India’s home minister said that pre-paid mobile telephones may be banned in the disputed region of Kashmir as concerns grow that they are impossible to trace if used to trigger bombs.
Mobile phones were launched in Kashmir only in 2003 after security agencies gave the go-ahead, but unnamed officials have recently said that phones with pre-paid SIM cards have been employed in explosive attacks.
“We may have to ban pre-paid (SIM cards) in the Kashmir valley for some time,” P Chidambaram said on a visit to the Muslim-majority state where a separatist insurgency has raged since 1989.
He said there was “a vast difference from the security point of view” between pre-paid mobiles, which can be bought without detailed identification, and contract-paid mobiles.
Mobiles paid by monthly contract — called post-paid in India – can only be bought after a series of security checks and official registration of personal details and passport photographs.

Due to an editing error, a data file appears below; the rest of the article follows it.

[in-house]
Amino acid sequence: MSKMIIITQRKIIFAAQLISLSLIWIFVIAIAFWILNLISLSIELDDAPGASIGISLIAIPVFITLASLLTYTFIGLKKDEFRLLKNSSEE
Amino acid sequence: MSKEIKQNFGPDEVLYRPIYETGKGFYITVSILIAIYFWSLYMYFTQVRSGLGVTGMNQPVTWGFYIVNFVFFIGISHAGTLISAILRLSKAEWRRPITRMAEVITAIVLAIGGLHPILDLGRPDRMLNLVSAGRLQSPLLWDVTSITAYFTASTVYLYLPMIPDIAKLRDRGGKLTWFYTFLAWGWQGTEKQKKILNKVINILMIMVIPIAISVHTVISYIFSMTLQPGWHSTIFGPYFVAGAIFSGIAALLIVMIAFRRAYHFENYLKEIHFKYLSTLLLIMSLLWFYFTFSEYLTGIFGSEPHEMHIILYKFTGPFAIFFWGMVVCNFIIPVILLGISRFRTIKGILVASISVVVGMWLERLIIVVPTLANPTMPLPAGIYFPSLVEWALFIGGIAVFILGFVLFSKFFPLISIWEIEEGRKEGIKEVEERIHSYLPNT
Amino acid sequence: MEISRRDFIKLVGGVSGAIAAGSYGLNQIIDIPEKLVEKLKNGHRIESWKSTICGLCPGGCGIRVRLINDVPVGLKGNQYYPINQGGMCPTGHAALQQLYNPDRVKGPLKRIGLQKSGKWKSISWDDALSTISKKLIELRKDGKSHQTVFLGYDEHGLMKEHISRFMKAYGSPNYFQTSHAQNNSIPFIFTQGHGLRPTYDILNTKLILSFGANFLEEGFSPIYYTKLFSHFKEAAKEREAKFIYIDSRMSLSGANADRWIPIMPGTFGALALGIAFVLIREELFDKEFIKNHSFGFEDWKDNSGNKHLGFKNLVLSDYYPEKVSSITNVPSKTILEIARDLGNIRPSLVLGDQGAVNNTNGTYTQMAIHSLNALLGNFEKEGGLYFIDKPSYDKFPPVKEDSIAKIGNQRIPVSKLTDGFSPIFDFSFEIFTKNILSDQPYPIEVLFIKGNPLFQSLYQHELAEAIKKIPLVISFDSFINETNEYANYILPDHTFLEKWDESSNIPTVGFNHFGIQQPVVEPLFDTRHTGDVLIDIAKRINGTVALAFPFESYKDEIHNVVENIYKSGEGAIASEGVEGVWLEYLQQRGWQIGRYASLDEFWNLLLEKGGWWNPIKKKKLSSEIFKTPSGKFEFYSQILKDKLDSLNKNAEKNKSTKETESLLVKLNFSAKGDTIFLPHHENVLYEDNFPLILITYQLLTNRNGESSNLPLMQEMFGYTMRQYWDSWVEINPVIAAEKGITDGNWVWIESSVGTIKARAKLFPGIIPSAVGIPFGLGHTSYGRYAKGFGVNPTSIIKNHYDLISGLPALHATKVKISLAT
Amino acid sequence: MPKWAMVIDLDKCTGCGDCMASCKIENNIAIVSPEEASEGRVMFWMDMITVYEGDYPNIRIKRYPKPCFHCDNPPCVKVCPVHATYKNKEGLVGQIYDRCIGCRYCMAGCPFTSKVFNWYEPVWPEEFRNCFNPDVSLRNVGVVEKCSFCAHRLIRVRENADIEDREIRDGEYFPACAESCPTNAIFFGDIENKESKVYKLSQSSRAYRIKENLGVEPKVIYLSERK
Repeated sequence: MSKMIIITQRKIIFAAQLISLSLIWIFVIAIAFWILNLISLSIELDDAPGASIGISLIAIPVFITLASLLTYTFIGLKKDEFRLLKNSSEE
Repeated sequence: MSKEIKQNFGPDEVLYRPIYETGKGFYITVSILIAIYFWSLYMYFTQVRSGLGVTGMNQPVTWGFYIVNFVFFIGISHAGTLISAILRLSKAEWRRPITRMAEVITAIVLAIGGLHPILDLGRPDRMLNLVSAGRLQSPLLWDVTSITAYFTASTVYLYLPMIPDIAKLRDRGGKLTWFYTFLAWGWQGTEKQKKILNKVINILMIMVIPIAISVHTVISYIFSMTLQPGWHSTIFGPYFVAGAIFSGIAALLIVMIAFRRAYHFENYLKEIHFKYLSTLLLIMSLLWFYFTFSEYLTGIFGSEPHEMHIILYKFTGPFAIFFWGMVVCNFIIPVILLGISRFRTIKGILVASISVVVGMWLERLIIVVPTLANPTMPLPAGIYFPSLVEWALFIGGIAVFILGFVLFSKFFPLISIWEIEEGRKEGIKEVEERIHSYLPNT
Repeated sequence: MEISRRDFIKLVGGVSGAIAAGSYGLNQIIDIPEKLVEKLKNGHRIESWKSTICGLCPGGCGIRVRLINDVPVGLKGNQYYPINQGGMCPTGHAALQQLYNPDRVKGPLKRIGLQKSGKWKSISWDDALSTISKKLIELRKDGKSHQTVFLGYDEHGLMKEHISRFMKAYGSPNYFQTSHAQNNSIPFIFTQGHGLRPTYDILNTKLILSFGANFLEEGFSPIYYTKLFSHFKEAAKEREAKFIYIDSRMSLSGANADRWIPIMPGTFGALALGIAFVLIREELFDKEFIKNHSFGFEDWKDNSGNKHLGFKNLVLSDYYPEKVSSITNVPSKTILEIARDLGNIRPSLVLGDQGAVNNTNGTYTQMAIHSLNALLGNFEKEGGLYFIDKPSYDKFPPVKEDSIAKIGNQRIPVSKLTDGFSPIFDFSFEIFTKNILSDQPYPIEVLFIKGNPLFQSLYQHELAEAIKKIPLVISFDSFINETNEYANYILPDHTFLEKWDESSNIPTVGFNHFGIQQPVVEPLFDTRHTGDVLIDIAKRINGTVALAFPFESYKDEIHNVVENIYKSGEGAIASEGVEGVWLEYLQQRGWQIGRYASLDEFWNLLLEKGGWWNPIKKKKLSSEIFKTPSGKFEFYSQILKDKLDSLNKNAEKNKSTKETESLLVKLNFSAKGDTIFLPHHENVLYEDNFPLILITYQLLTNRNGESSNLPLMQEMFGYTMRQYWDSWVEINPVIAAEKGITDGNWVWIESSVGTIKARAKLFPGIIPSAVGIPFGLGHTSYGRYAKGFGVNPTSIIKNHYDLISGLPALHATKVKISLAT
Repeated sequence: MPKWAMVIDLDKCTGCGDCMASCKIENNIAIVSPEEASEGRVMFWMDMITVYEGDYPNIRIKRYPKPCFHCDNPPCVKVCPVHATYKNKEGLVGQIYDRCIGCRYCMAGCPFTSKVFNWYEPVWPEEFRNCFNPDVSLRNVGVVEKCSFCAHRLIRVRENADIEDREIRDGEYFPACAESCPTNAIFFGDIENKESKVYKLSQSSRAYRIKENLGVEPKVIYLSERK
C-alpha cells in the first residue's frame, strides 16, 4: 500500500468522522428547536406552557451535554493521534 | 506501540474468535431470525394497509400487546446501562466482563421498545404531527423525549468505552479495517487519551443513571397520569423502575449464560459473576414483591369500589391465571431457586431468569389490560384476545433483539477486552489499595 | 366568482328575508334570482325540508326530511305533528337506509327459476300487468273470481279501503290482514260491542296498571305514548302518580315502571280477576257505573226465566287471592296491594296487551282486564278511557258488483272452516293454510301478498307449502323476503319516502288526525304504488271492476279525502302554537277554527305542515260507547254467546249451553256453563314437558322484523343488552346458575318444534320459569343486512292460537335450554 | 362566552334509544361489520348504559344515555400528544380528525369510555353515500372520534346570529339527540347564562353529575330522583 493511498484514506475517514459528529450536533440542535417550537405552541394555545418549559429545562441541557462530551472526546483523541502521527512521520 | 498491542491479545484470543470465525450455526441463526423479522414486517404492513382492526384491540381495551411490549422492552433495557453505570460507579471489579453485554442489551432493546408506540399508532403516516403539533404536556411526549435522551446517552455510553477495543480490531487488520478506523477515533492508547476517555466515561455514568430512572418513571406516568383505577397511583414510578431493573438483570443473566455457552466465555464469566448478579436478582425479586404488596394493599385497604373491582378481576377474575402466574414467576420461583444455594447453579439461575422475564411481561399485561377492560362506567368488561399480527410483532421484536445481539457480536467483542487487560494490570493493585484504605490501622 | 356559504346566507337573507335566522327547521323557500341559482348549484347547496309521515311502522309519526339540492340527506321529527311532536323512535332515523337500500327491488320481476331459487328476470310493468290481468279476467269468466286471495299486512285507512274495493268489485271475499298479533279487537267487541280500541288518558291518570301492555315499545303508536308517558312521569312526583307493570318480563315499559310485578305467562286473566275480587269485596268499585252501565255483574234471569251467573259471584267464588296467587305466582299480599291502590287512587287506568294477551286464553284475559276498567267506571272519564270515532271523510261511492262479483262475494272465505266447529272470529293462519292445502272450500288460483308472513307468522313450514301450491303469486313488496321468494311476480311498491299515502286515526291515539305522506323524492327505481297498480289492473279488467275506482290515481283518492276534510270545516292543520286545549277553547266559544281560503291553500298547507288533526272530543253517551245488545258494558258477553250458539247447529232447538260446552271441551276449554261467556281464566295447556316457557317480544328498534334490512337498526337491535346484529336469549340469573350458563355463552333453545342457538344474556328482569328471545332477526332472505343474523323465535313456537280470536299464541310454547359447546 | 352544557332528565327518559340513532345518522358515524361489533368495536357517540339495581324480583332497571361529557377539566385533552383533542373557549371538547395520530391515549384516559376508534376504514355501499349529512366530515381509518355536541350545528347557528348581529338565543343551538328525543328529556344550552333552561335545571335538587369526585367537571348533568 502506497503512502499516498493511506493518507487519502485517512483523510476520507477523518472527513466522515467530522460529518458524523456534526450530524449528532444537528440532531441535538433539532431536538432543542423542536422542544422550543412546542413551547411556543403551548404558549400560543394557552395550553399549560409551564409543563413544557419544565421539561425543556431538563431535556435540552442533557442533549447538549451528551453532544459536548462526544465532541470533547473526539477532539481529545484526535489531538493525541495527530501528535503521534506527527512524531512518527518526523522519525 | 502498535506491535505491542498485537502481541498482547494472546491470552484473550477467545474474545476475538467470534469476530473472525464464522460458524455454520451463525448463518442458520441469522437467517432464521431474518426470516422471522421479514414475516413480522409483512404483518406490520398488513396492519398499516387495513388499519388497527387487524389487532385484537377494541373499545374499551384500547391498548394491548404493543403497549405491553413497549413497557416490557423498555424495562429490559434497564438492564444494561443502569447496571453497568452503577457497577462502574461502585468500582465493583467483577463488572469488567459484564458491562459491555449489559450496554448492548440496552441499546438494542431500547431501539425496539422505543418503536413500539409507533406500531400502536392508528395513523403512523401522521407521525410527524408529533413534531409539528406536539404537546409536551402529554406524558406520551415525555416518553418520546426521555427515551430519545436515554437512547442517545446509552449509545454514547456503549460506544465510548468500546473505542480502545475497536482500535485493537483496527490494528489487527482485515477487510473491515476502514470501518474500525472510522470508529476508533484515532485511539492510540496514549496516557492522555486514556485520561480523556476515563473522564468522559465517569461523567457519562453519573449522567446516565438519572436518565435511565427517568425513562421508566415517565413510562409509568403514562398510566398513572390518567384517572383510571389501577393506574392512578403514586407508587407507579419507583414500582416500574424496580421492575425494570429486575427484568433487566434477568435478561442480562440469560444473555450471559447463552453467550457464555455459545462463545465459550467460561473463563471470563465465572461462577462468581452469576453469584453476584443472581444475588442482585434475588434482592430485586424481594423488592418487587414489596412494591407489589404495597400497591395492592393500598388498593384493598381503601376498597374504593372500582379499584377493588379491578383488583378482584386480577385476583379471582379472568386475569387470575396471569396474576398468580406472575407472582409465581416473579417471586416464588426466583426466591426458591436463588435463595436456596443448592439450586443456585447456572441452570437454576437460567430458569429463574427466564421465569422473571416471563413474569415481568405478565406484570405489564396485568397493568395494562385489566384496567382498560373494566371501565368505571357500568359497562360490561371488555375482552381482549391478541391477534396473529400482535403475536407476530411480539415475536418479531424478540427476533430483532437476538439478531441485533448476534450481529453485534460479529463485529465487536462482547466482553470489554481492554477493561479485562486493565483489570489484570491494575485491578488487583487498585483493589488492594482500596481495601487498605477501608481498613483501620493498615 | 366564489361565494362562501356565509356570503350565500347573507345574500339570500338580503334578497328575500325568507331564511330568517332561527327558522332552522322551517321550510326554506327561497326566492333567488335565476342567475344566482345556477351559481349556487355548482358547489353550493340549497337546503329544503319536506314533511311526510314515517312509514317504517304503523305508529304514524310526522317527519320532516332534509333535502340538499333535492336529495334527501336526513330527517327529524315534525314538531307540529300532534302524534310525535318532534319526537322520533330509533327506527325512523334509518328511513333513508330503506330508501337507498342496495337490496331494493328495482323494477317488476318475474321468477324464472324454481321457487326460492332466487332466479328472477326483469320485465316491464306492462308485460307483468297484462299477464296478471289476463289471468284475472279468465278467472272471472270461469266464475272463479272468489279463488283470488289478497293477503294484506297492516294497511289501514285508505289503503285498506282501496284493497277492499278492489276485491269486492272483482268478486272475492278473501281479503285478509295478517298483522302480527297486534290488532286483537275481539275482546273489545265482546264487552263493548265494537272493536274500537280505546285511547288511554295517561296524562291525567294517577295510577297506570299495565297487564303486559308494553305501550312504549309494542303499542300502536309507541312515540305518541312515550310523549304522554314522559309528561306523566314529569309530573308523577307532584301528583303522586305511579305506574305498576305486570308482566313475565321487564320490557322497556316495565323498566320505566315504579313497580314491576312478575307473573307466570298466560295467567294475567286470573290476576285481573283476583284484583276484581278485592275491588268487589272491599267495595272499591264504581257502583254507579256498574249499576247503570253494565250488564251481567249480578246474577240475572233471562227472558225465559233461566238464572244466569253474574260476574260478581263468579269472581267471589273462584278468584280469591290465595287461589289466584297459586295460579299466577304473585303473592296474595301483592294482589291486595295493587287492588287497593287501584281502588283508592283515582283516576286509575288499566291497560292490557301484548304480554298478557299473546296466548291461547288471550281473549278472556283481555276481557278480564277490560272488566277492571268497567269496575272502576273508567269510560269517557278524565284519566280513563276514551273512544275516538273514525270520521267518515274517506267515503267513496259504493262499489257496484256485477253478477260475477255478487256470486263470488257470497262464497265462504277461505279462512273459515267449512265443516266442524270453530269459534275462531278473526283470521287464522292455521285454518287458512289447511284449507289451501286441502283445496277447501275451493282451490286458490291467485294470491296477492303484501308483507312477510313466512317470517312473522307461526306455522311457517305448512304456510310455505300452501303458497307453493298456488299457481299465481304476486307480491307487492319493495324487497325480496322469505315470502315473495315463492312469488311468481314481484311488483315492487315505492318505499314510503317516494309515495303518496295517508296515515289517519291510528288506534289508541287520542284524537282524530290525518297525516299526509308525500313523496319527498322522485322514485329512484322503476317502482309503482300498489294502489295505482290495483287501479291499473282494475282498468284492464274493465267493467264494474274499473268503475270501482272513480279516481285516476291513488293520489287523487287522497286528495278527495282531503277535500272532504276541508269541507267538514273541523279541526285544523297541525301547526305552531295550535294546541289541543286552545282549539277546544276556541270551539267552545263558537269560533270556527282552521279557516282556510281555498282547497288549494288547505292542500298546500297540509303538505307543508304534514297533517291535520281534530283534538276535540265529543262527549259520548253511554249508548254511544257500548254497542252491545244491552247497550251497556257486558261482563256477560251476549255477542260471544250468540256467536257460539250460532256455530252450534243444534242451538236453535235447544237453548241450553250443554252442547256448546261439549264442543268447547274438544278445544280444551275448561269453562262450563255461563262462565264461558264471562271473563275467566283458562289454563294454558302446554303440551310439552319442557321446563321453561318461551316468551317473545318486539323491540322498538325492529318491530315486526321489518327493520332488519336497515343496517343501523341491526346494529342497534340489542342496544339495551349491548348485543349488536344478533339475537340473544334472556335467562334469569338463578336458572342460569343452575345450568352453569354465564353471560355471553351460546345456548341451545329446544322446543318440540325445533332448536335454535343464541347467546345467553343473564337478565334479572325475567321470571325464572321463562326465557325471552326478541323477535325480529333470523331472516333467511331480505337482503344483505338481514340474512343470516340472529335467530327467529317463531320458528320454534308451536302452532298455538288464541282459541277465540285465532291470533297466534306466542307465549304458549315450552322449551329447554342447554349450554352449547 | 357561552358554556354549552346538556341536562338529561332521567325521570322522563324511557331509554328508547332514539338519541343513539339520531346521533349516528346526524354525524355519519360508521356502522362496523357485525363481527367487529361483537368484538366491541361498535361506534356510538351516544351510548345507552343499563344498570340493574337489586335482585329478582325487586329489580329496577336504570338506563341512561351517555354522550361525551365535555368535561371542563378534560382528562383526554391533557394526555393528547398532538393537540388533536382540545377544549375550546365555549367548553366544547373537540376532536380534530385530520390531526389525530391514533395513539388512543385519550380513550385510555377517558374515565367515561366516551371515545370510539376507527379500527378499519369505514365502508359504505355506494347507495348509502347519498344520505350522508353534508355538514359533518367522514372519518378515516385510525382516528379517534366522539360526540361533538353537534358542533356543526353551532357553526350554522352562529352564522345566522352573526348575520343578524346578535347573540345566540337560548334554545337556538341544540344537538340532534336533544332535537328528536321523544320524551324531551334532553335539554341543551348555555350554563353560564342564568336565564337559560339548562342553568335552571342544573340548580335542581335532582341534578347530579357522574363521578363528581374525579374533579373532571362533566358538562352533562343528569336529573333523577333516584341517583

“We are persuading people to switch over to post-paid SIM cards,” Chidambaram told reporters in Indian Kashmir’s summer capital Srinagar.
Kashmir’s insurgency against rule from New Delhi has left more than 47,000 people dead by official count, though separatists put the toll at between 80,000 and 100,000.
The region is divided between Pakistani and Indian zones, but both countries claim it in whole and have fought two wars over its fate.